Low water levels caused by persistent drought conditions and irrigation demands at Wildhorse Reservoir have prompted the Nevada Department of Wildlife (NDOW) to remove the limit on trout, allowing anglers unlimited take. This emergency regulation is now in effect and will run throughOctober 15, 2013.

NDOW is concerned that with anticipated low reservoir water levels during the hot summer months the oxygen levels in the water could become low enough to cause a large number of the trout to die. The last time the conditions were similar to this year was in 2007 when an estimated 20,000 quality size game fish (mostly trout) died in August of that year.

“With the conditions what they are we expect to lose the majority of the trout at Wildhorse this summer,” said Jon C. Sjöberg, Fisheries Division Chief. “The purpose of this regulation change is to give anglers the maximum opportunity to harvest these fish as soon as possible before these conditions get any worse.”

This temporary emergency regulation lifting the current limit of five trout will allow for a maximum harvest of trout prior to the anticipated summer die off. Trout species, particularly larger trout have higher metabolic rates and lower tolerances to low oxygen levels and high water temperatures associated with summer time water conditions.

The current conditions for the summer of 2013 for Wildhorse Reservoir are actually worse than those of 2007, with a reservoir that is only 34 percent of capacity in 2013 compared to 78 percent of capacity in 2007. Expected downstream irrigation demands and dropping water levels project that a summer fish kill is likely under current conditions, and could occur earlier than the 2007 event.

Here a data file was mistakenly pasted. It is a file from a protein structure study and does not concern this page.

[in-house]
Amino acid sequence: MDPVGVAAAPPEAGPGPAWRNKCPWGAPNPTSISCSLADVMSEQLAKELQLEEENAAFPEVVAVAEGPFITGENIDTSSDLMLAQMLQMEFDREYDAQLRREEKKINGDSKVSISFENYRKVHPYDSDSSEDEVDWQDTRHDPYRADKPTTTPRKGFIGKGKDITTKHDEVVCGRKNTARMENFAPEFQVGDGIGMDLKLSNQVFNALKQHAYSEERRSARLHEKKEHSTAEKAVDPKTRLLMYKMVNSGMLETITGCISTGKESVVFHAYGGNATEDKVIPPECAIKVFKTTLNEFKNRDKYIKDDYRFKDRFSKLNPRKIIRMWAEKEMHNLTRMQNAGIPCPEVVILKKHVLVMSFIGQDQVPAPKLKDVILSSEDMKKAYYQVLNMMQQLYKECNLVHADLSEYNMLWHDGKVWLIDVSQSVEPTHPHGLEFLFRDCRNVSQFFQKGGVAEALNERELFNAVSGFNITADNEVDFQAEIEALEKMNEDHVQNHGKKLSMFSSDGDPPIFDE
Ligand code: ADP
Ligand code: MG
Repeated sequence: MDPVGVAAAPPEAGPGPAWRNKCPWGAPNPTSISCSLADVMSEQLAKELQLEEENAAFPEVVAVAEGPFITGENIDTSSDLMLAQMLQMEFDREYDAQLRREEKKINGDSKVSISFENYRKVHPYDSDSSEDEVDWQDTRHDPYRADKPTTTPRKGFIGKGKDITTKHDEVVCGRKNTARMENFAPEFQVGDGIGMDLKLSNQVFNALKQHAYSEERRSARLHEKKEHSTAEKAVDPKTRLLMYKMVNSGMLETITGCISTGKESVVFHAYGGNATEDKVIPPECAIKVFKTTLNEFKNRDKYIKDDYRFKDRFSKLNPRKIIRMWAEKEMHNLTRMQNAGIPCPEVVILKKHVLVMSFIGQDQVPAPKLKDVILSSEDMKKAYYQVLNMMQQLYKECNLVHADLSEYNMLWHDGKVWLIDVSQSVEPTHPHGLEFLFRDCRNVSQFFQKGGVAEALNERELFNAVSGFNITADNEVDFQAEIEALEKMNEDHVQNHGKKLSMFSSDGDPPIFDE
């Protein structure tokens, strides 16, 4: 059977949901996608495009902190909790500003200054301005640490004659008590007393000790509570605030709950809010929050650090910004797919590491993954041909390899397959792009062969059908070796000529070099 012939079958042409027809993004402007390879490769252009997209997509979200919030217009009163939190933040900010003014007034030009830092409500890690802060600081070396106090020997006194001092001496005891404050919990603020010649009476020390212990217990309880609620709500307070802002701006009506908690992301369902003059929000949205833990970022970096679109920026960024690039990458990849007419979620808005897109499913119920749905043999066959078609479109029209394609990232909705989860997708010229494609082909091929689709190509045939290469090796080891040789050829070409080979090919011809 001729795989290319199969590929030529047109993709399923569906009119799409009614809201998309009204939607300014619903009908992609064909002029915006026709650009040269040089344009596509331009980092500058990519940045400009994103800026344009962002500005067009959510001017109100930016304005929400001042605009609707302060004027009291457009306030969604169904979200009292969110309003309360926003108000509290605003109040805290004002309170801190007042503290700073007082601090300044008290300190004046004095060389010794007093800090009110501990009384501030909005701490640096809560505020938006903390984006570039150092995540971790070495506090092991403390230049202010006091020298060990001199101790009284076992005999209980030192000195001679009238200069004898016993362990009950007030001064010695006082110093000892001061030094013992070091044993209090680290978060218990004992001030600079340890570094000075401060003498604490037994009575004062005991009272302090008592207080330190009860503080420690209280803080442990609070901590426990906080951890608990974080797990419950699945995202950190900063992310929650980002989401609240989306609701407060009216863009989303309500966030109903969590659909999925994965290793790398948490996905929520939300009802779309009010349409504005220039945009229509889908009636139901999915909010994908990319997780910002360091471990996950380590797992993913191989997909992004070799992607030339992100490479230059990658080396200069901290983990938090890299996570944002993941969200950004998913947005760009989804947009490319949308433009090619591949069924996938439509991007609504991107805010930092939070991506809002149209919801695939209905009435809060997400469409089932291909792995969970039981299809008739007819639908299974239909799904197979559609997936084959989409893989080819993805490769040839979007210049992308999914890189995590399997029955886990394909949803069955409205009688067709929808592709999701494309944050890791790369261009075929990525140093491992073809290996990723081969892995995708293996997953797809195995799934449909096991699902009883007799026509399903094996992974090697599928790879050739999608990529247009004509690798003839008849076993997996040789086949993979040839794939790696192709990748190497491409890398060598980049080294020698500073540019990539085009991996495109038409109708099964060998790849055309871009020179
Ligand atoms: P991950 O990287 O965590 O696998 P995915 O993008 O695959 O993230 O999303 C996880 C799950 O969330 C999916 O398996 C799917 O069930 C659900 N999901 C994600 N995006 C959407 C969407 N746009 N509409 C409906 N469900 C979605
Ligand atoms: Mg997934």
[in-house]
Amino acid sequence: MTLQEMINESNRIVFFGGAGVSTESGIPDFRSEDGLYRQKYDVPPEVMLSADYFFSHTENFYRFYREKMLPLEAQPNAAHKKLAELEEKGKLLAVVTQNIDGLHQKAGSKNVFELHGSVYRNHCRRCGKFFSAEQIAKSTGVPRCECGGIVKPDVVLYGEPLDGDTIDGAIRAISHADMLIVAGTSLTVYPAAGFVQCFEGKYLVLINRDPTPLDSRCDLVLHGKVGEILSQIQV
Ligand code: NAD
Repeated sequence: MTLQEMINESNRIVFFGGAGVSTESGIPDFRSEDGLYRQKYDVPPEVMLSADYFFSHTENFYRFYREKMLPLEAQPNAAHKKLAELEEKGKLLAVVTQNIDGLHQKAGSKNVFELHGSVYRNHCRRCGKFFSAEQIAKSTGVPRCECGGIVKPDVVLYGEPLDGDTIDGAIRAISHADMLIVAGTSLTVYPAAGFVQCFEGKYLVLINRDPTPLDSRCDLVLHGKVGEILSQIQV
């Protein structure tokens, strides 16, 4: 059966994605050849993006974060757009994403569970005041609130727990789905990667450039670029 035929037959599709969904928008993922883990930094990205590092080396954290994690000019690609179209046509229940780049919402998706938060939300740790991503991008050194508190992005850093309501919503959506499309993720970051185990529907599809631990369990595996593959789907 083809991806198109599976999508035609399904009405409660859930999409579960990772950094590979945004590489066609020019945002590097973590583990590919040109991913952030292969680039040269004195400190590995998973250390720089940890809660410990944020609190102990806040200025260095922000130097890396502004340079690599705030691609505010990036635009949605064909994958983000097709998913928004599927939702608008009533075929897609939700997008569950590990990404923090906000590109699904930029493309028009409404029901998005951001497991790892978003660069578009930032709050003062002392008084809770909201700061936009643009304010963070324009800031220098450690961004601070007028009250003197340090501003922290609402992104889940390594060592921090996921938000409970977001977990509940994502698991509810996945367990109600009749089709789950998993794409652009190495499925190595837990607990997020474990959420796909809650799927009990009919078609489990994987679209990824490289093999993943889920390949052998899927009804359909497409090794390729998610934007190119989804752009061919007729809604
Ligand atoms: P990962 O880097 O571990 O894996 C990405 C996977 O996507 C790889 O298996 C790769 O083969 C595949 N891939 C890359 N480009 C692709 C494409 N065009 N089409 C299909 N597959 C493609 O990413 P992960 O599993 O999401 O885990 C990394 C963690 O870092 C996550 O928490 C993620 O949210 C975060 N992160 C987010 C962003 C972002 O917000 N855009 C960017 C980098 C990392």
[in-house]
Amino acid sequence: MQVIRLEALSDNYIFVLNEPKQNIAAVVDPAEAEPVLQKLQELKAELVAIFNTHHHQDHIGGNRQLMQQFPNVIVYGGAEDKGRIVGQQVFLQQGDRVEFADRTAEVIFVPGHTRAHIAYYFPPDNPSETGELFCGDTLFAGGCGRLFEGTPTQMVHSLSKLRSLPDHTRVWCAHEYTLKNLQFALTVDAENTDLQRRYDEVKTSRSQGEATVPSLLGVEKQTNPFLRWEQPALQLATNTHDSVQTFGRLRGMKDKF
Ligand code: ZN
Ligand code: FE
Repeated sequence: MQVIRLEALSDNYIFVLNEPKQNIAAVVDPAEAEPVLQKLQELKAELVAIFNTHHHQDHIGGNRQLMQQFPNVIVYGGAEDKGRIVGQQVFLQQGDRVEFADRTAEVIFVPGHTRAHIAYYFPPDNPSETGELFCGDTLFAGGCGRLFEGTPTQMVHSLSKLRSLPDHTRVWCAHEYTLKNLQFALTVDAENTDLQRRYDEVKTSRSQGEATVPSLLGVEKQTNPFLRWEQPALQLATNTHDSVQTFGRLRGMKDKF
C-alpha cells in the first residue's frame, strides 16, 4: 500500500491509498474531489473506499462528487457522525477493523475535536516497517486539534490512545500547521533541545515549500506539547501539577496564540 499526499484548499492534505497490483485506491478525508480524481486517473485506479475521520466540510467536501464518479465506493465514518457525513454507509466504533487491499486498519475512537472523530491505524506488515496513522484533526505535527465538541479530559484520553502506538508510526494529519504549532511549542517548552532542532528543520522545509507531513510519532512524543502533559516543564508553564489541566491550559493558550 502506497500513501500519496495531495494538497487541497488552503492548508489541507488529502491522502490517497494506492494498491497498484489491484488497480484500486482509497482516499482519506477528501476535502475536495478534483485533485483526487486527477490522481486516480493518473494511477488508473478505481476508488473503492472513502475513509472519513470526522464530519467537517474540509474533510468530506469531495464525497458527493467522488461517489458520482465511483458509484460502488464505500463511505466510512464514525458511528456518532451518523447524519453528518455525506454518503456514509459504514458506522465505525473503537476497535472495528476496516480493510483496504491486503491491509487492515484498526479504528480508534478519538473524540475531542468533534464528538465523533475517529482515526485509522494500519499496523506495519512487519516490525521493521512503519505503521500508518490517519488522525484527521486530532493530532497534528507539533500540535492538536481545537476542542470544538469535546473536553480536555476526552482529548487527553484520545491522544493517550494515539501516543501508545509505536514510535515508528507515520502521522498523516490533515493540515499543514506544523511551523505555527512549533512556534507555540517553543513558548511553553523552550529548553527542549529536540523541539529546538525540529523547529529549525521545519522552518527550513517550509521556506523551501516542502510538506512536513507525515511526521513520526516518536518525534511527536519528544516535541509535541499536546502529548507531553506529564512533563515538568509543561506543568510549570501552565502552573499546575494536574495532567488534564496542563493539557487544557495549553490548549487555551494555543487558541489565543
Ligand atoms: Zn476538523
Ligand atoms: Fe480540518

Since May 2012, the watershed has had below average precipitation amounts (84 percent in 2012 and 80 percent in 2013), while downstream irrigation demands have remained the same. The reservoir is currently at only 34 percent of capacity, and is dropping 8 to 10 inches of elevation per week.

Wildhorse Reservoir is located 65 miles North of Elko on State Hwy 225 and is one of Northeast Nevada’s largest and most popular fisheries for quality and trophy size trout, including rainbow, bowcutt (hybrid cross of a rainbow and cutthroat trout), brown and tiger trout. The fishery is well known for good catch rates and liberal limits, trout harvest that average in length of 16 to 22 inches long and year round angling opportunity throughout the seasons.

Image courtesy Nevada Department of Wildlife

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